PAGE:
Virgin Money cuts credit card frequent flyer points

Virgin Money cuts credit card frequent flyer points

Virgin Money credit card customers will earn fewer Virgin Australia Velocity frequent flyer points on their everyday spends from next year with the popular two-for-one flight discounts also being scrapped.

Come April 1 2016, Virgin Australia Velocity Flyer Visa cardholders will earn a lower 0.66 Velocity points per dollar on the first $1,500 spent every month – down from the current rate of one point per dollar for the same – and will continue to earn 0.5 points per dollar above this threshold.

To lessen the pain, these cardholders will also keep earning one point per dollar on all spend with Virgin Australia, such as on flights and airport lounge memberships, without any capping or tiering.

Similar changes are afoot for Virgin Australia Velocity High Flyer Visa users with the card’s more-impressive 1.25 points/$1 earning rate pared back to an even one point per dollar on the first $10,000 of monthly spend, and 0.5 points per dollar thereafter (uncapped).

However, from April 1 the card also picks up Virgin Australia as a bonus partner – awarding three Velocity points per dollar spent with Virgin Australia (uncapped), up from 1.25 Velocity points regardless of where you shop and spend.

That’s also when the discounted two-for-one flight benefits of each card come to an end, instead replaced with a yearly $129 Virgin Australia gift voucher from “mid-2016”, and also two free Virgin Australia lounge passes for High Flyer customers.

Earlier this week, Citibank – which issues Virgin Money credit cards – also unveiled reductions to frequent flyer earning rates across its range of points-earning plastic, affecting all Qantas, Virgin Australia, Singapore Airlines and Emirates-earning cards.

For more information, head to the Virgin Money website.

Also read: Citibank cuts credit card frequent flyer points

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Chris Chamberlin
Chris Chamberlin is a senior journalist with Australian Business Traveller and lives by the motto that a journey of a thousand miles begins with a single step, a great latte, a theatre ticket and a glass of wine!


  • sagidec


    17 Dec, 2015 12:01 pm

    These co-branded cards should have booking fee of $7.70 and $30 international fee scrapped.

    How could these card issuers not see this potential benefit too?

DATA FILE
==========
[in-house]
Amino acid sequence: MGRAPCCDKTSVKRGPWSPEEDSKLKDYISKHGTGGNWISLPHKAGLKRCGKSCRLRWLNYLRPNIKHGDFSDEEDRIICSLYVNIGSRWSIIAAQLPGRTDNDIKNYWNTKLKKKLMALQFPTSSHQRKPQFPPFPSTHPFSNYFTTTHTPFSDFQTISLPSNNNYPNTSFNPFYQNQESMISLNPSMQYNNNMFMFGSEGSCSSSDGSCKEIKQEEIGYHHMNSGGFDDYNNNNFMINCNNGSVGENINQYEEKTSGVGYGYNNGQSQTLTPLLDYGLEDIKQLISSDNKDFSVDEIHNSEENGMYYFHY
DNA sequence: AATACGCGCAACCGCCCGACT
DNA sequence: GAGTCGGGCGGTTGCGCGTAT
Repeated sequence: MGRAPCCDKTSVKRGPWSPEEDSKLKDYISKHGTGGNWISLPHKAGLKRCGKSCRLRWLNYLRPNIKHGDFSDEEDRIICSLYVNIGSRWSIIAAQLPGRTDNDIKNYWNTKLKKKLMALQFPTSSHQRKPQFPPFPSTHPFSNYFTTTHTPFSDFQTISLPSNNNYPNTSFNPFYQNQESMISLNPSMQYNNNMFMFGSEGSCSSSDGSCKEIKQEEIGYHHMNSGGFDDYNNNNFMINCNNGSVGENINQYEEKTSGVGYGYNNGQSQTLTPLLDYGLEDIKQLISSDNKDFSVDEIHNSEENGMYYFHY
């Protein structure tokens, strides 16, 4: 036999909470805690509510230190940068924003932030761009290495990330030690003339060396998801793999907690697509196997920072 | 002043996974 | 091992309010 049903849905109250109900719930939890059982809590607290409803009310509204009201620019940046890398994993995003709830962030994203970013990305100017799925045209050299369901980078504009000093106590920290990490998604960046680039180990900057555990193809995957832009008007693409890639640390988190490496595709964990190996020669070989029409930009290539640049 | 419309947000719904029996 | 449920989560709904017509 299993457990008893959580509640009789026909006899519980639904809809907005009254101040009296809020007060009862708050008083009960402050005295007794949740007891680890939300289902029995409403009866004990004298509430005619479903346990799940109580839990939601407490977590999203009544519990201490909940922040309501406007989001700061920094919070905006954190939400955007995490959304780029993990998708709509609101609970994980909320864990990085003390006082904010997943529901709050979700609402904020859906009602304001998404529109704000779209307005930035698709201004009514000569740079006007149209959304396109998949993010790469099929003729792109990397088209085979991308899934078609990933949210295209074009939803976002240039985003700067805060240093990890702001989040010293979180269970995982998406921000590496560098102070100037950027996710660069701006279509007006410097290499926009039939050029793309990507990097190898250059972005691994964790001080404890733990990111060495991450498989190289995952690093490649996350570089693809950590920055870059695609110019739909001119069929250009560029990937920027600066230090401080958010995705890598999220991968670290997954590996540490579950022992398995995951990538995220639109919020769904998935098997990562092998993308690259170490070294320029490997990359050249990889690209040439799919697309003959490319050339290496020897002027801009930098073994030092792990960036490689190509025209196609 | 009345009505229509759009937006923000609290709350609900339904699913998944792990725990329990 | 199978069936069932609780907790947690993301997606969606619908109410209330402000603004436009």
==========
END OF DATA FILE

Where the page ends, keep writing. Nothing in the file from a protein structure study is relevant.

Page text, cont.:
No member give thanks

  • Doubleplatinum


    17 Dec, 2015 02:13 pm

    Cue the whingers in 3, 2, 1 ......

    No member give thanks

  • Chris Chamberlin


    17 Dec, 2015 02:24 pm

    Hi Doubleplatinum, we'd ask that you please be mindful of AusBT's published comment policy, specifically:

    • Focus on the topic (especially when commenting on an article) and add value to the conversation.
    • Don't attack others for their opinion: if you disagree, then make your case. But stay objective and stick to the topic.

    Further posts that comment on readers of an article, rather than the topic of an article will be removed in line with this policy.

    Cheers and have a nice day. :)

    No member give thanks

  • Wazza23


    17 Dec, 2015 04:40 pm

    With this news in mind, is ANZ Black now the best VISA/MC earner for potential velocity points? (1 to 1 I believe). Anyone else?

    No member give thanks

  • Say Mee


    18 Dec, 2015 05:02 pm

    Was going to ask the same. I have one of these cards. 1:1 is not bad, but the drop off after $10,000 is the hard one to swallow.

    No member give thanks

  • Chris Ricks

    The Evil Muppet

    20 Dec, 2015 09:32 pm

    The stastement to be made is simple.

    The annual fee stays the same, however the earn rate is cut by either 20% or 33% for the first earn bracket and then further for the next.

    Citi (and Virgin) need to give themselves a reality check - they are the first to devalue their programs and are handling the communications to existing cardholders terribly.

    Upon pointing this out to staff at Citi, I was promised a conversation with an Account Management Specialist - this is yet to occur. 

    The fact of the matter is that Citi does not have the acquiring and deposit base in Australia to be a reasonable partner with Virgin. The strange tendency of people to give their mortgage, transaction account, credit card and insurance business to the same bank is but one reason Citi is strugling in this market.

    That and the RBA's ignorant attitude toward interchange rates. 

    No member give thanks


24 Jul, 2019 07:21 pm


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